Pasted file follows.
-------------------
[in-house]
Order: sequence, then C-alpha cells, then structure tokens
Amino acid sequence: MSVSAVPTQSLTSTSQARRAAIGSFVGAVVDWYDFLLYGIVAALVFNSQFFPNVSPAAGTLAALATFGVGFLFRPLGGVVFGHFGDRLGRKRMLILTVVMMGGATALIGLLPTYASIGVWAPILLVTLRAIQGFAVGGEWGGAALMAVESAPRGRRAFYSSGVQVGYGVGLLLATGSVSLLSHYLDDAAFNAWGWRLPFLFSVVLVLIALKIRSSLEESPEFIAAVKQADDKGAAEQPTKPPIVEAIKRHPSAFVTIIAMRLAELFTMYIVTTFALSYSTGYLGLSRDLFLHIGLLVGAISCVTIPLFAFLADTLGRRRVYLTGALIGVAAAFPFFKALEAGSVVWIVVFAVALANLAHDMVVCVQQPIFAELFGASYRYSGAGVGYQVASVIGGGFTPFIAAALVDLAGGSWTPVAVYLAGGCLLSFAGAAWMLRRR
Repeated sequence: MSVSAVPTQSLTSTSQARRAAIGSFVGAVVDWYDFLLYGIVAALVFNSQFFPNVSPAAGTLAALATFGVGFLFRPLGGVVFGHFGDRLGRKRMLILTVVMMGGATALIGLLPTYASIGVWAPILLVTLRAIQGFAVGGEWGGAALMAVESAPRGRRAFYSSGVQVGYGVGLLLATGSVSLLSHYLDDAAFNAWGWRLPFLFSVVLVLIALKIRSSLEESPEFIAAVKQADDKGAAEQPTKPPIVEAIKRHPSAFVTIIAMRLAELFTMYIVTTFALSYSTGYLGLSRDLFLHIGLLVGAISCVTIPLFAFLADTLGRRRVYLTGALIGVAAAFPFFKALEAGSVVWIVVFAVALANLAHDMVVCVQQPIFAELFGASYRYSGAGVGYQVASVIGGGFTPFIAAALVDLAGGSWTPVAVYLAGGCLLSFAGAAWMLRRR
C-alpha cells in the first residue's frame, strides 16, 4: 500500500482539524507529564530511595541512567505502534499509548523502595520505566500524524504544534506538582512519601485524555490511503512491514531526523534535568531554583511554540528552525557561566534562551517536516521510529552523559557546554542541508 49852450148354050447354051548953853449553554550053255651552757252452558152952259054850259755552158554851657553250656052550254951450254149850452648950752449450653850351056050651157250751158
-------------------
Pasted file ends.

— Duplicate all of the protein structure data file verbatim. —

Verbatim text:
[in-house]
Order: sequence, then C-alpha cells, then structure tokens
Amino acid sequence: MSVSAVPTQSLTSTSQARRAAIGSFVGAVVDWYDFLLYGIVAALVFNSQFFPNVSPAAGTLAALATFGVGFLFRPLGGVVFGHFGDRLGRKRMLILTVVMMGGATALIGLLPTYASIGVWAPILLVTLRAIQGFAVGGEWGGAALMAVESAPRGRRAFYSSGVQVGYGVGLLLATGSVSLLSHYLDDAAFNAWGWRLPFLFSVVLVLIALKIRSSLEESPEFIAAVKQADDKGAAEQPTKPPIVEAIKRHPSAFVTIIAMRLAELFTMYIVTTFALSYSTGYLGLSRDLFLHIGLLVGAISCVTIPLFAFLADTLGRRRVYLTGALIGVAAAFPFFKALEAGSVVWIVVFAVALANLAHDMVVCVQQPIFAELFGASYRYSGAGVGYQVASVIGGGFTPFIAAALVDLAGGSWTPVAVYLAGGCLLSFAGAAWMLRRR
Repeated sequence: MSVSAVPTQSLTSTSQARRAAIGSFVGAVVDWYDFLLYGIVAALVFNSQFFPNVSPAAGTLAALATFGVGFLFRPLGGVVFGHFGDRLGRKRMLILTVVMMGGATALIGLLPTYASIGVWAPILLVTLRAIQGFAVGGEWGGAALMAVESAPRGRRAFYSSGVQVGYGVGLLLATGSVSLLSHYLDDAAFNAWGWRLPFLFSVVLVLIALKIRSSLEESPEFIAAVKQADDKGAAEQPTKPPIVEAIKRHPSAFVTIIAMRLAELFTMYIVTTFALSYSTGYLGLSRDLFLHIGLLVGAISCVTIPLFAFLADTLGRRRVYLTGALIGVAAAFPFFKALEAGSVVWIVVFAVALANLAHDMVVCVQQPIFAELFGASYRYSGAGVGYQVASVIGGGFTPFIAAALVDLAGGSWTPVAVYLAGGCLLSFAGAAWMLRRR
C-alpha cells in the first residue's frame, strides 16, 4: 500500500482539524507529564530511595541512567505502534499509548523502595520505566500524524504544534506538582512519601485524555490511503512491514531526523534535568531554583511554540528552525557561566534562551517536516521510529552523559557546554542541508 49852450148354050447354051548953853449553554550053255651552757252452558152952259054850259755552158554851657553250656052550254951450254149850452648950752449450653850351056050651157250751158